Botticelli - Boston Museum of Fine Arts

Botticelli - Virgin and Child (Madonna of the Book) 1478-80

Botticelli - Virgin and Child (Madonna of the Book) 1478-80

I am not a Botticelli expert nor all that incredibly knowledgeable about the Pre and Renaissance art movement - but it's that very work that influenced me early on during my first year at School of Visual Arts. With that, this post will be relatively brief.

The Boston MFA had a wonderful Botticelli exhibit recently. I am a little behind putting this up. The show just closed a week or so ago but hopefully these images will be inspiring. It was the largest show of his work and his predecessors ever in the United States.

Through my instructors and required trips to the Metropolitan Museum of Art as well as the History of Art class, I was introduced to this art period and the first things that I was attracted to was the flattened perspectives and the basic color palettes. The colors, while advanced, did seem very 'out of the tube' to me. The work I did throughout college and a little after had its base in this work.

At the time, while I was interested in some of the work, I was more attracted to contemporary illustrators of the time. That was the 120 year old me more interested in what was happening 'now' than 500 years earlier. The influence was there but I didn't pay too much attention to it or really its history at that time.

Visiting this show, I noticed within myself my appreciation of art history and the work has grown. Especially in the craft of the work itself. I think this likely has a lot to do with being an instructor and discussing history and artists from all time periods fairly regularly. I can't say that it will alter my own working methods now, but as most shows are to me, it was incredibly inspiring and all I wanted to do after I left was draw or paint.

Below are some photos and brief notes of things that stood out in the exhibit.

Antonio del Pollaiuolo - St. Michael the Archangel Killing the Dragon, 1465-70

Antonio del Pollaiuolo - St. Michael the Archangel Killing the Dragon, 1465-70

This painting above was particularly interesting to me. Del Pollaluolo's work actually help shift Botticelli's work in that his figures became a bit more athletic in physique that previously.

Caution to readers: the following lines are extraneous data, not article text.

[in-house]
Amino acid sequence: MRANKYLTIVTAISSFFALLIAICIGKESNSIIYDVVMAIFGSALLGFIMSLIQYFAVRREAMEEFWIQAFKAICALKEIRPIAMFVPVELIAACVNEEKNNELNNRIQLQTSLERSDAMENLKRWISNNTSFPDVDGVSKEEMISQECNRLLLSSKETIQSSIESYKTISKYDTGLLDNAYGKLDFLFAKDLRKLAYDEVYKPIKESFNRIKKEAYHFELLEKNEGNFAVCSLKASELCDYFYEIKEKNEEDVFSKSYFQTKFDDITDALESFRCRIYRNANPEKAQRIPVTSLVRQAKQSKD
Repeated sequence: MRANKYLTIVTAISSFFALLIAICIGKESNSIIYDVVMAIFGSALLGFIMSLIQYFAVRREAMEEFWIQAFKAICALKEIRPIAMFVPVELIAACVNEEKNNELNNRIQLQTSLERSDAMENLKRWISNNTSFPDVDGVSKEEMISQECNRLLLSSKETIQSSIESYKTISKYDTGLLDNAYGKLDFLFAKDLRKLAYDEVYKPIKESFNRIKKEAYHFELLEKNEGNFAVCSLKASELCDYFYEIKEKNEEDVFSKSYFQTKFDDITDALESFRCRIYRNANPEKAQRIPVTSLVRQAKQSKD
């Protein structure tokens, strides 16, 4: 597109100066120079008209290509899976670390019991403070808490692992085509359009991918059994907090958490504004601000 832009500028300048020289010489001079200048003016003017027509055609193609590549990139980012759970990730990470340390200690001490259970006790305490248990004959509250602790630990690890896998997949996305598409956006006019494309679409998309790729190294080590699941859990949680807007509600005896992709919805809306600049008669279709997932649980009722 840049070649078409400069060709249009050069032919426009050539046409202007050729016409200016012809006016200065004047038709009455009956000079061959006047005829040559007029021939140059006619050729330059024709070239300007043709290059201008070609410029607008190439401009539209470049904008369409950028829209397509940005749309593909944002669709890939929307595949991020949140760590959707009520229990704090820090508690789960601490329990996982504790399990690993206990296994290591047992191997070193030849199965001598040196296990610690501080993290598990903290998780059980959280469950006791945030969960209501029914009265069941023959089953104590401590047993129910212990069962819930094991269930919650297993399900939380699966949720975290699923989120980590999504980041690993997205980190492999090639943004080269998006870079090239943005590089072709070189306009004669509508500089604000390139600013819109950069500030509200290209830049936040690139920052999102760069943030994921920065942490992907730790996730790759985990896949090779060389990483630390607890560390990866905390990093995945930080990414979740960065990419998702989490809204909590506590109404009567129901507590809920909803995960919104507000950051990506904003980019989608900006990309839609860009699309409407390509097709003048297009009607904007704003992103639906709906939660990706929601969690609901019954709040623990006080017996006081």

This work interesting because the subject matter is kick ass but what jumped out to me was the incredible amount of visual tangents in the piece. The first visit to the show, I was with a student and they know that I am one to make sure that the piece doesn't have tangents because it really distracts the viewer. 

I am thinking during this time period, these tangents were created as a compositional element to keep the eye moving around the piece. Maybe we've gotten more advance with tangent use a few hundred years later?

I challenge everyone looking at it to see how many tangents you can find. There are tons!

Still, it's a cool piece of art.

Sandro Botticelli - Madonna of the Loggia, 1467

Sandro Botticelli - Madonna of the Loggia, 1467

This was one of Botticelli's earliest Madonna and Child paintings above. This is a bit surface-y, but I love the frame.

Botticelli - Virgin and Child with the Young Saint John the Baptist, 1505

Botticelli - Virgin and Child with the Young Saint John the Baptist, 1505

The foliage and ground in this painting above just blew me away. It is likely one of my favorites in the exhibit. The minute details, composition, color and mood are amazing. He did this one later in life and during the pinnicle of his abilities.

Botticelli - The Nativity, 1482-85

Botticelli - The Nativity, 1482-85

The alter-piece painting below was interesting to see because I was able to see the wood structure it was painted on. It might be somewhat present in this first photo but when looking at the painting, you can really see how the wood curved over time. 

Still, the art is in stellar condition being over 500 years old.

Virgin and Child Enthroned with Saints Sebastian, Lawrence, John the Evangelist and Roch (Altarpiece of Montelupo), 1499

Virgin and Child Enthroned with Saints Sebastian, Lawrence, John the Evangelist and Roch (Altarpiece of Montelupo), 1499

Detail

Detail

One of the centerpieces of the exhibit, is Botticelli's study for 'The Birth of Venus'. It is an incredibly tall painting. I had to stand back quite a few feet to take this photo so it doesn't look warped to give you an idea of size.

Beautifully rendered and a sneak peek into what will become one of the best known pieces in the history of art. Unfortunately, The Birth of Venus wasn't at this show.

To finish off this quick post, something jumped out at me going through the show which amused me. It was the blatant similarities of how Botticelli painted feet in his paintings. Even though the paintings were created many years from one another, it seemed like he used one set of feet. Did he trace them? Did he have a master sketch and just flipped the drawing as needed? They appear to be the same elongated feet and toes in every piece.